Since the accounts’ electronic payments approach means banks needn’t process checks, it’s easier for them to offer checkless banking accounts at lower cost. Checkless banking also helps banks respond to regulatory pressure for greater investment in underbanked communities. For reasons like these, the number of U.S. banks that offer checkless accounts meeting the standards of a leading financial empowerment organization is expected to double this year to roughly 50.7


Checkless Electronic Payments Accounts Find a Broader Audience


Since their debut, checkless accounts have gained a following among millennials and Generation Z consumers who never developed the habit of making payments by check in the first place, and among other price-sensitive consumer segments. This is driving growth in the marketplace beyond what might be expected if only low-income households were adopting checkless banking. CenterState Bank recently reported that over three million U.S. consumers have active checking accounts, make over $25,000 a year, and have never made a payment by physical check.8


Citigroup’s checkless account has represented over one-fifth of new accounts since 2017, and KeyBank’s product has attracted 800,000 accounts, making it the firm’s most popular product.9 According to an October 2018 study by the Federal Reserve Bank of St. Louis, four leading U.S. banks reported serving 1.3 million checkless-style accounts in 2017, nearly half of them opened within the previous year.10



Checkless electronic payments accounts that don’t offer paper checks or overdraft protection are catching on, attracting millennials and Gen Z consumers in addition to the low-income households they were originally created for. As these products gain traction, the number of consumers reliant on debit cards and mobile payments may grow, encouraging more businesses to accept and promote these forms of payment.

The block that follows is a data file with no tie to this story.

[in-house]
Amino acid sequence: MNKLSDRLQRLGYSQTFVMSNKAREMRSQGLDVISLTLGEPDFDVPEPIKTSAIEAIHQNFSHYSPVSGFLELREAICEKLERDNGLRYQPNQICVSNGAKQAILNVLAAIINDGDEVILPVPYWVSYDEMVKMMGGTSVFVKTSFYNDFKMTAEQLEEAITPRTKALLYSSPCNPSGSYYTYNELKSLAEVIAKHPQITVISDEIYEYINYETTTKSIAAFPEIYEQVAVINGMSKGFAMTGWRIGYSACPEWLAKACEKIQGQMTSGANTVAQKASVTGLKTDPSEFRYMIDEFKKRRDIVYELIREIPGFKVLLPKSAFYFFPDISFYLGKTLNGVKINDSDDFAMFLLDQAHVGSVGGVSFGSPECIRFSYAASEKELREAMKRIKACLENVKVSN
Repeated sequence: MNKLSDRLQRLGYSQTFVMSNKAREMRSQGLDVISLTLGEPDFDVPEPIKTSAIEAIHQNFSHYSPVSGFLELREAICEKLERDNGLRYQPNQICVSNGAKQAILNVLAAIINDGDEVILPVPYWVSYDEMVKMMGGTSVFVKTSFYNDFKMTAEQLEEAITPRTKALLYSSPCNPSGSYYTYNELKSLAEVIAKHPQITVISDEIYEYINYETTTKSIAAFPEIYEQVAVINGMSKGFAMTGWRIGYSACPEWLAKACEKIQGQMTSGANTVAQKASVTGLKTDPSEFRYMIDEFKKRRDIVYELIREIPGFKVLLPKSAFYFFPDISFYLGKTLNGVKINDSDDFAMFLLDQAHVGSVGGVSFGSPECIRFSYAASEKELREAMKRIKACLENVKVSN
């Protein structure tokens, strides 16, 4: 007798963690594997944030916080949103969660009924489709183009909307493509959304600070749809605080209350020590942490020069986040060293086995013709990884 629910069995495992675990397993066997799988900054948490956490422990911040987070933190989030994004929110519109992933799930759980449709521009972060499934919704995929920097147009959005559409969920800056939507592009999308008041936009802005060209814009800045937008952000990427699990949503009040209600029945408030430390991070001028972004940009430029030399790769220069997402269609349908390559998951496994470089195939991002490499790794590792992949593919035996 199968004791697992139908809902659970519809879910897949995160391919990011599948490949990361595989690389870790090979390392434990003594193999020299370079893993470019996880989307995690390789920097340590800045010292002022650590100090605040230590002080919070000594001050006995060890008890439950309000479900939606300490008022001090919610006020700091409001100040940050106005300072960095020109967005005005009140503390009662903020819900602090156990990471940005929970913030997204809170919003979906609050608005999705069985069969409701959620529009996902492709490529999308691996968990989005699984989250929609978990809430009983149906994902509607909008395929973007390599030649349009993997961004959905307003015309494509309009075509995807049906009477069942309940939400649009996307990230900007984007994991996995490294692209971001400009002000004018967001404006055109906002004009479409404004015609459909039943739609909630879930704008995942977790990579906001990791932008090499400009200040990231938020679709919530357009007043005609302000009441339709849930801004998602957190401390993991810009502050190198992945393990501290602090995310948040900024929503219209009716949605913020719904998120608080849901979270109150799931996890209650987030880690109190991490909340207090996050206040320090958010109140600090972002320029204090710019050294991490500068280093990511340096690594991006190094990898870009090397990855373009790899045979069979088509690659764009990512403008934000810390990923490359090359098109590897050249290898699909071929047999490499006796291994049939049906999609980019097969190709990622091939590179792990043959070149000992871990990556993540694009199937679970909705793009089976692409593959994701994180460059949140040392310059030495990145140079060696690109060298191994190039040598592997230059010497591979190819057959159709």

Bill Camarda

The Author

Bill Camarda

Bill Camarda is a professional writer with more than 30 years’ experience focusing on business and technology. He is author or co-author of 19 books on information technology and has written for clients including American Express Private Bank, Ernst & Young, Financial Times Knowledge and IBM.


1. “The Federal Reserve Payments Study: 2018 Annual Supplement,” Federal Reserve;
2. “2017 FDIC National Survey of Unbanked and Underbanked Households,” Federal Deposit Insurance Corporation;
3. “Venmo and Zelle’s P2P Battle Royale,” PYMNTS.COM;
4. “Bank Accounts Designed for Low-Income Customers Find Broader Audience,” The Wall Street Journal;
5. “The Present and Future of Bank On Account Data: Pilot Results and Prospective Data Collection,” Federal Reserve Bank of St. Louis,
6. Ibid.
7. “Bank Accounts Designed for Low-Income Customers Find Broader Audience,” The Wall Street Journal;
8. “How P2P Will Fuel Checkless Banking,” CenterState Correspondent Division;
9. “Bank Accounts Designed for Low-Income Customers Find Broader Audience,” The Wall Street Journal;
10. “The Present and Future of Bank On Account Data: Pilot Results and Prospective Data Collection,” Federal Reserve Bank of St. Louis,